If being a Republican is all about staying away from failed policies that have been proven not to work, then what’s up with this oh so wise strategic thinking, that Palin should be passed over for someone more electable? This gets back to the question I keep asking…

More electable in what way, exactly? I understand that at a certain point, irreversible damage has been done to a candidate — this shit works, or else they wouldn’t do it. But if we’ve learned anything from watching Palin over the last two years, we’ve learned that it works only when it is granted permission to work.

Palin has not been giving it permission to work, and thus far she’s won every battle. “Refudiate,” for example, was supposed to be the straw of humiliation that finally broke the camel’s back. Here it is in the dictionary now. That’s the way the whole drama has been playing out.

And as always seems to be the case, “here we go with the ‘electability’ crap again” when Palin has enjoyed a recent spate of such triumphs. The crap rises up again out of necessity. It is desperation. “Oh no, someone’s got to do something about her!”

Who’s this more “electable” Republican to emerge from the nomination process in 2012, after Sarah Palin has been so wisely shunted aside? Some guy…exactly six feet tall, sixty years old, with distinguished silvery hair. Mitt, Newt maybe. He’ll win independent voters by reaching across the aisle, voting for free health care for everybody, amnesty for illegals, and for heaven’s sake would someone please do something about that global warming!

And the voters will say…eh…why elect a phony when we can have the real thing. Why, this guy the Republicans put up, he doesn’t even have black skin! And then, Mr. Boortz, you can buy your ticket to Obama’s second inaugural ball.

Know ye this: If someone rises on the GOP side who shows some real promise in offering any other outcome…not even “promise,” just a hint of it…the Soros attack machine will sputter, then hit its stride, then kick into overdrive. That candidate will be asked all kinds of Trivial Pursuit questions while The Jar Jar Binks of Presidents continues to be tossed softballs like “What do You have to say to people who…” and “How does it make You feel when…”

And the first time your oh so electable sixty-year-old six-foot-tall silvery-temple white guy can’t name the Seventh Avatar of Vishnu, the headlines will be all abuzz with “this guy’s even dumber than Sarah Palin!”

So Palinphobes, I understand your objection. You’re kind of in that big no-man’s-land between pointing out a valid objection, and coming up with a viable, constructive alternative. You’re lacking a vision, here; a vision for victory. Take what you’ve got, add in a vision for victory and a likely way to reach it, and you’ve got the beginnings of a persuasive point. Then again — take what you’ve got, add a buck seventy-five and you’ve got a coffee-of-the-day at Starbuck’s.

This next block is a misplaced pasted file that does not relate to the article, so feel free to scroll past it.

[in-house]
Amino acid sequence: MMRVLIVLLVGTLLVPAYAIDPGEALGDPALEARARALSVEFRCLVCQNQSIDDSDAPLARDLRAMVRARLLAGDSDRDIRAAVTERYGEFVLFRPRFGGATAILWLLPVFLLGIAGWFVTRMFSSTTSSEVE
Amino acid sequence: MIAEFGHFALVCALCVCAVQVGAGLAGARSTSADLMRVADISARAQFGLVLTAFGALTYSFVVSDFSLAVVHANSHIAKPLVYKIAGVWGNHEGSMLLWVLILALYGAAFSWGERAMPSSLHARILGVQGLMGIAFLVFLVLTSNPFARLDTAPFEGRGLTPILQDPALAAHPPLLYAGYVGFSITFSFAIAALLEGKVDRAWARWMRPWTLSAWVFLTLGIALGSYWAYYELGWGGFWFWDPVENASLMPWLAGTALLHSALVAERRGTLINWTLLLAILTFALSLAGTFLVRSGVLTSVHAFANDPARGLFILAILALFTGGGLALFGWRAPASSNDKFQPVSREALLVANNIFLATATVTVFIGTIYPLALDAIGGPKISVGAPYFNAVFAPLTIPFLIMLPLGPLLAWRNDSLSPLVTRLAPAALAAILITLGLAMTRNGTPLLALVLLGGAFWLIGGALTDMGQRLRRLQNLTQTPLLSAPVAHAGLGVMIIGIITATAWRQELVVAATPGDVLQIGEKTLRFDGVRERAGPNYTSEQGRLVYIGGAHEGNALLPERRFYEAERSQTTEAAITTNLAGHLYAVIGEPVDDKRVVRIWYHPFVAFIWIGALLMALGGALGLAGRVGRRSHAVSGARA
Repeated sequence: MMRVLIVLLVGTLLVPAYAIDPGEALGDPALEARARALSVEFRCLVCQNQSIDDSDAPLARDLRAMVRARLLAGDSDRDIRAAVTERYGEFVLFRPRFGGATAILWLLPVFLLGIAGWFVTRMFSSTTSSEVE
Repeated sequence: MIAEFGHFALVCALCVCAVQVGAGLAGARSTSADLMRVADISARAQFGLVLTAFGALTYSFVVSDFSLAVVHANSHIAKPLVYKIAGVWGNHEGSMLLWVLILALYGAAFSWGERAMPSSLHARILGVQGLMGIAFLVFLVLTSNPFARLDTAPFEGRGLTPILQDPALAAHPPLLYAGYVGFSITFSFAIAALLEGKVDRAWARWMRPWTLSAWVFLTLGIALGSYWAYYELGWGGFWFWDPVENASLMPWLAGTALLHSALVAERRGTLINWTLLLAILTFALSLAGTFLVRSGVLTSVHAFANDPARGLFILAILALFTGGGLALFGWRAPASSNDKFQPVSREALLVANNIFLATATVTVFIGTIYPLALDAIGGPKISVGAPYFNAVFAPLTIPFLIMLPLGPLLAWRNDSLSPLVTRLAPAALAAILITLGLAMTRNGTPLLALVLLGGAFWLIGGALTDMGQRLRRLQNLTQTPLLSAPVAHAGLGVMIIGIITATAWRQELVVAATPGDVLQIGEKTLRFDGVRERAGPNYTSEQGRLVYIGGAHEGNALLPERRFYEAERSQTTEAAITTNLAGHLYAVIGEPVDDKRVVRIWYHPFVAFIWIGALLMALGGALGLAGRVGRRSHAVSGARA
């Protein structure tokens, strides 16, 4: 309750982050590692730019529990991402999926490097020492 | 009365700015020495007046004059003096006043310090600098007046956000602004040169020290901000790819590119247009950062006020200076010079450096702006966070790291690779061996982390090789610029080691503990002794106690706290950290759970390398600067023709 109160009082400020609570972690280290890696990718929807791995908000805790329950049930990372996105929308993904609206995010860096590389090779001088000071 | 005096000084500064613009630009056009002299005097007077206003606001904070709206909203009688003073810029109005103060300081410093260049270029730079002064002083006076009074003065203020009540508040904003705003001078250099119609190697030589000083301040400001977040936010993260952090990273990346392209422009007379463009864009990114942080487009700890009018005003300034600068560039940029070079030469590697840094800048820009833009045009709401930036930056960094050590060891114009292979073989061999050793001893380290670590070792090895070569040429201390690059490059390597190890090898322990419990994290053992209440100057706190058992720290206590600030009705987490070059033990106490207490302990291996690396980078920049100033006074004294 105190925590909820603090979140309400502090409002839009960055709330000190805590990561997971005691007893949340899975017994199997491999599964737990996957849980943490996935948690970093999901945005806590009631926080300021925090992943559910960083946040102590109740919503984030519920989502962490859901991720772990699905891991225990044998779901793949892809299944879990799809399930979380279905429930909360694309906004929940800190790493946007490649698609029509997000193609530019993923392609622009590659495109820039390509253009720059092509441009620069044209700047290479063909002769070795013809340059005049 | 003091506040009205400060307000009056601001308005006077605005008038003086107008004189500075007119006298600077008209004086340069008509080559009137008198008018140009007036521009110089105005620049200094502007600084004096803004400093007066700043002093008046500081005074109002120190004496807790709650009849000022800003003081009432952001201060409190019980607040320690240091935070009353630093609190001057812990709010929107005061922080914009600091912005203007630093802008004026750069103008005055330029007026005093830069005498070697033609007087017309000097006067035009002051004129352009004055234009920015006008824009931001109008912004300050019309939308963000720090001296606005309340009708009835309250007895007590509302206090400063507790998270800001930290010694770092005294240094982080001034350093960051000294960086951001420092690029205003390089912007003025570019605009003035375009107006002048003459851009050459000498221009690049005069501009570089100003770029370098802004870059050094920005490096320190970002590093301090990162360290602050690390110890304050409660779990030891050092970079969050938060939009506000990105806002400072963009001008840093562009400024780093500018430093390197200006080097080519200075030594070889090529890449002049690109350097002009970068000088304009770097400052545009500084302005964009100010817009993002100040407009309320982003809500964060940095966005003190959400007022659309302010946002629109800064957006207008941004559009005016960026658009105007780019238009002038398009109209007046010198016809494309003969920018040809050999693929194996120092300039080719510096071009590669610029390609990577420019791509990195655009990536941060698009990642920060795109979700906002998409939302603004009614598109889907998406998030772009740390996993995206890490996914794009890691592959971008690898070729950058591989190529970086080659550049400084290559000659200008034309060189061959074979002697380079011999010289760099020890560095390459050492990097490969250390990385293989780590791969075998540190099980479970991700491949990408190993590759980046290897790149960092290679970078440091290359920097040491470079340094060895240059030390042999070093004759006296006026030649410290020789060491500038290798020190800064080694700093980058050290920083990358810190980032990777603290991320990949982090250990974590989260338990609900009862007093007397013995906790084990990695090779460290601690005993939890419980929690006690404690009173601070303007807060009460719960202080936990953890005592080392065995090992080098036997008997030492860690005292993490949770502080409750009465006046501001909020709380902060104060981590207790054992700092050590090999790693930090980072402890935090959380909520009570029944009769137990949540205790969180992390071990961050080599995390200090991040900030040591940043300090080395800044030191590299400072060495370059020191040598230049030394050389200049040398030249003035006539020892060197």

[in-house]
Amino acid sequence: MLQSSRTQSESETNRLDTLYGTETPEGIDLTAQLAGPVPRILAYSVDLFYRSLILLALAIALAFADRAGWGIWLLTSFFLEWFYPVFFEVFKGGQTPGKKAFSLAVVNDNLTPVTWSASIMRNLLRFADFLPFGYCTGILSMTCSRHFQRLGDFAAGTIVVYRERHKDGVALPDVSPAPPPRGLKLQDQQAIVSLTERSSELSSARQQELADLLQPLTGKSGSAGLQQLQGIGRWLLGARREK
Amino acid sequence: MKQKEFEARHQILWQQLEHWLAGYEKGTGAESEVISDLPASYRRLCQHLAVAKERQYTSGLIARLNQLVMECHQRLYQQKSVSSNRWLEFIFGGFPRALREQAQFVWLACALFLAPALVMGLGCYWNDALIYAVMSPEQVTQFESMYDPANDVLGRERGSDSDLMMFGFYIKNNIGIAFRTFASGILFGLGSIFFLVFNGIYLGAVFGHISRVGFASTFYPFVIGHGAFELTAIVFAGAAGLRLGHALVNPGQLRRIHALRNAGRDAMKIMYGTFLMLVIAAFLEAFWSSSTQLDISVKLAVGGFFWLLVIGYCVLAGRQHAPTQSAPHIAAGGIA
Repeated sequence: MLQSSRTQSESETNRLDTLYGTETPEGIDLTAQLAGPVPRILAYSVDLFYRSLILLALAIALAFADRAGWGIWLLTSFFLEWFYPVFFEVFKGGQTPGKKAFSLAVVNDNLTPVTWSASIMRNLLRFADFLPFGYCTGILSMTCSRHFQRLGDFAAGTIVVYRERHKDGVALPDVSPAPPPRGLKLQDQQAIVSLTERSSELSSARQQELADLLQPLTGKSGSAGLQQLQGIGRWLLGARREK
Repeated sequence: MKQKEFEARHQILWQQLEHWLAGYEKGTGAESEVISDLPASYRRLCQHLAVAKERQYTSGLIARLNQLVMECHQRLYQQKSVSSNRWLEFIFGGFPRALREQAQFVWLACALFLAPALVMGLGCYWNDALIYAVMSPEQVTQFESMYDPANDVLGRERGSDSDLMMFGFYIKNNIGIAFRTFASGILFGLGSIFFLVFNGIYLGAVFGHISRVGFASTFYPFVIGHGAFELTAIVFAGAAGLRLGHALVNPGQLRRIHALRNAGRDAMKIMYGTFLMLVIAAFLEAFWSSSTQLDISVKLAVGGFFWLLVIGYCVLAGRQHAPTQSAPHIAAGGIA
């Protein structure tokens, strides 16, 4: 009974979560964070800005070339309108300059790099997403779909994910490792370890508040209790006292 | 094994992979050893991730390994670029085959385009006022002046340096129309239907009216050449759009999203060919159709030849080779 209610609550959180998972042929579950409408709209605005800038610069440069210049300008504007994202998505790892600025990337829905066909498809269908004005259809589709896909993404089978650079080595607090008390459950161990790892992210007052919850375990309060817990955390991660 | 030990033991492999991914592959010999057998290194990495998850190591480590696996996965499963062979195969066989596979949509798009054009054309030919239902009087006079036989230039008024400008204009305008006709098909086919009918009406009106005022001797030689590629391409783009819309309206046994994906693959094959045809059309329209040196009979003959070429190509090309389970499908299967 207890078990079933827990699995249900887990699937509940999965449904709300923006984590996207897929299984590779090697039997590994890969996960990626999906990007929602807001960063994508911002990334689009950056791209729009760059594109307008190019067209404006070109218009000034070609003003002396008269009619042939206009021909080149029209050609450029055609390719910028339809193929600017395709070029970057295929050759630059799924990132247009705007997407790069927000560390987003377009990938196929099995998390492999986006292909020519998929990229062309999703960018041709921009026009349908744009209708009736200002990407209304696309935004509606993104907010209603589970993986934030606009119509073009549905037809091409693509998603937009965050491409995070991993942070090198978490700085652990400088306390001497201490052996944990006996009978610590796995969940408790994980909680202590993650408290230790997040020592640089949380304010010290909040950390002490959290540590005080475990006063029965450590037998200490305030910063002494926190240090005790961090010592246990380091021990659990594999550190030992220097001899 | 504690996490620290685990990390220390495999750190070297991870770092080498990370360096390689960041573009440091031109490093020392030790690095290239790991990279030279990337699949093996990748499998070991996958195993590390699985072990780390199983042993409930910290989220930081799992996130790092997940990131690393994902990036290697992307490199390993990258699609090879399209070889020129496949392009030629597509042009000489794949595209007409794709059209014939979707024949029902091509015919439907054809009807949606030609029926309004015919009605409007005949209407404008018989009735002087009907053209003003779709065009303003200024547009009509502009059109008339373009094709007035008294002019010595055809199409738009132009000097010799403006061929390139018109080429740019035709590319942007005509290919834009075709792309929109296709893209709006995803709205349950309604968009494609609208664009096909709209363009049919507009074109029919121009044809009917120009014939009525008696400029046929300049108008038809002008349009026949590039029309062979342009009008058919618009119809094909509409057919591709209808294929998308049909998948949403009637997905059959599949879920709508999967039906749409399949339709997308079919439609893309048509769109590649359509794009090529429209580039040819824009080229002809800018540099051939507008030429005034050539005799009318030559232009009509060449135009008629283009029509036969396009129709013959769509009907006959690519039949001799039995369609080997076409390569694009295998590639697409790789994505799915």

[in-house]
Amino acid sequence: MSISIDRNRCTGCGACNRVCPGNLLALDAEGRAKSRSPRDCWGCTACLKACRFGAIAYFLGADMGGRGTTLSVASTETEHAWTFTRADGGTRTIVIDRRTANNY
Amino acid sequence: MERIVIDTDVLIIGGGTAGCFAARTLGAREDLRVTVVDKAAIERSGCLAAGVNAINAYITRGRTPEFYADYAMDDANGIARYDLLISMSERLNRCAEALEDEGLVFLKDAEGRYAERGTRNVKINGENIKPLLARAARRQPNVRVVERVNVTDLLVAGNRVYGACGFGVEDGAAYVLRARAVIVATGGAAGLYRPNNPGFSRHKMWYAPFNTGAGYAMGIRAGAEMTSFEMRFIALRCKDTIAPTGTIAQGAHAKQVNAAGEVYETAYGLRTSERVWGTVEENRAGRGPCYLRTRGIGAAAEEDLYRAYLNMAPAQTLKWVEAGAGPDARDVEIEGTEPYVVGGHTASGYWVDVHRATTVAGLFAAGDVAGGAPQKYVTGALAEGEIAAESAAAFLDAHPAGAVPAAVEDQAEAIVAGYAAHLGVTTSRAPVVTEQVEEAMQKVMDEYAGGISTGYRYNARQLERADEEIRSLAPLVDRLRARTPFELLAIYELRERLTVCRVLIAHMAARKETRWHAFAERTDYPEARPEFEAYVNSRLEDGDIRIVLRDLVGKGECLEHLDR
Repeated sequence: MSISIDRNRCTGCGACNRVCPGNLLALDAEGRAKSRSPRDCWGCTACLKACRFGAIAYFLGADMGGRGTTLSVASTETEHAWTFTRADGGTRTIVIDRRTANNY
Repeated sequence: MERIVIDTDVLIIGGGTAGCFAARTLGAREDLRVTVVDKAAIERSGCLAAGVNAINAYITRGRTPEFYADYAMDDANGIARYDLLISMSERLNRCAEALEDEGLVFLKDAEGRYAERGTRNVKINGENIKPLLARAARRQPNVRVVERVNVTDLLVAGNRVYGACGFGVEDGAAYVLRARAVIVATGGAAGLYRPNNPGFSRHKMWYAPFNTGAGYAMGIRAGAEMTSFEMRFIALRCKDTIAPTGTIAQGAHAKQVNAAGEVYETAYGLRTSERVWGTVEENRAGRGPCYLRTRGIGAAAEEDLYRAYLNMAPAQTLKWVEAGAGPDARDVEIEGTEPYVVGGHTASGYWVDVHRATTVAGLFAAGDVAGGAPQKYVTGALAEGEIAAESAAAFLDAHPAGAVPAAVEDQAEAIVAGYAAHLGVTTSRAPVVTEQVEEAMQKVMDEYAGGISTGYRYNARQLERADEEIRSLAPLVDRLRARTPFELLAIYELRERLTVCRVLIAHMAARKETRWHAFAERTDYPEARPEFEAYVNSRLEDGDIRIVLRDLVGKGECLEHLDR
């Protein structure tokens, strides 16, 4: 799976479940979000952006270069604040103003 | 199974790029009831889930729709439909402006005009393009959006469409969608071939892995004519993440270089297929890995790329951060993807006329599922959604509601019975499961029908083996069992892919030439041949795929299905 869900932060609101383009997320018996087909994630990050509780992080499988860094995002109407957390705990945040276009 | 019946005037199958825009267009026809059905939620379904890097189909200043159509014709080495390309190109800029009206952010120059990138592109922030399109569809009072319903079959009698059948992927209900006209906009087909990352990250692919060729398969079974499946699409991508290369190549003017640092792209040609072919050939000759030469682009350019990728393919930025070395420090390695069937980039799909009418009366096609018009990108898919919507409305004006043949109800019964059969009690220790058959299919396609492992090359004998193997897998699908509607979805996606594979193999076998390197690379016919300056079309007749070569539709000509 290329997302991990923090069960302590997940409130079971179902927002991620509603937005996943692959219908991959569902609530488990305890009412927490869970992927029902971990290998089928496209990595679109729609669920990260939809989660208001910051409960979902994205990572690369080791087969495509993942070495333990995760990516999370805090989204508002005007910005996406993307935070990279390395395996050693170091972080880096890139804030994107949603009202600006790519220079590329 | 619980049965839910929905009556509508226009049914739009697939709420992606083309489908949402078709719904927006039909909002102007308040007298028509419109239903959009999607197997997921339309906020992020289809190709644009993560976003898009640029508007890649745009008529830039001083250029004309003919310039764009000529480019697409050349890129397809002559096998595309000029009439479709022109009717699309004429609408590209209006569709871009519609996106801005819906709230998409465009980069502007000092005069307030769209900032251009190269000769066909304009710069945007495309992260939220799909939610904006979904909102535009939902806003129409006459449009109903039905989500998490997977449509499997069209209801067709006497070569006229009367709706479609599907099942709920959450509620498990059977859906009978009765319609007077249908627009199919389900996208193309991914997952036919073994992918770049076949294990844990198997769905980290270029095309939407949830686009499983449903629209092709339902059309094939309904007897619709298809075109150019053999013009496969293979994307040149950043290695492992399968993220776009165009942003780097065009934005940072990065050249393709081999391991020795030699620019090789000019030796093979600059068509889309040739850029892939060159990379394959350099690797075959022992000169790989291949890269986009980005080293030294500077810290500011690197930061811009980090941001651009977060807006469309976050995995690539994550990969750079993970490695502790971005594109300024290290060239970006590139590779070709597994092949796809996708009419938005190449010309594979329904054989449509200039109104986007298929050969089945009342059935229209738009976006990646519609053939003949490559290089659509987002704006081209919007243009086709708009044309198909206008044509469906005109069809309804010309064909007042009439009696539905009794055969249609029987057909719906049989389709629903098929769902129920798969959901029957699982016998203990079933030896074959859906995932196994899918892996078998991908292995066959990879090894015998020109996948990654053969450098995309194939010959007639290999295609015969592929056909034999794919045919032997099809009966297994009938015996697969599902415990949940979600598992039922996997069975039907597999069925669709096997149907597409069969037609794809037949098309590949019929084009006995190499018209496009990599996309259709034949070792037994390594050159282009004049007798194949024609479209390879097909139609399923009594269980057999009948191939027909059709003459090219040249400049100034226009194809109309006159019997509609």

That’s a nice way of saying you got nothin’.

An independent voter is concerned about President Obama and the democrats bankrupting the country. So he’s going to go into the voting booth in two years and say “I don’t like what He’s doing…but Sarah Palin…she’s so stupid and unqualified!” And then punch out Barack Obama’s chad? That will happen, huh? Really?

Or he’ll stay home? That’s what happened to Palin’s running mate…but Sarah Palin is not John McCain. She’d never agree to this in public, but they’re polar opposites, as far as I can see. If policy is bad, and Palin opposes it, you know what her position is going to be on it six months from now. You know for absolute certain. McCain just has to have a conversation with the right person, and (in most other matters besides abortion) after that you don’t know what you’re gonna get. That is what motivates people to stay home.

“Oh no, Katie Couric is going to make a fool out of her again” is not what makes people stay home.

This is something people have a tough time remembering. They have a tough time seeing it coming, too. Reagan versus Carter in 1980 — that was supposed to be a photo finish, remember that? Yeah, the economy sucked and all, but Reagan was such a likable dunce. There’s just no telling how it will come out! Even the day before the elections it was impossible to call.

We look back on it today, and realize there was an attempt there to hoodwink us. It didn’t work then, but then we go through all these motions of falling for it now.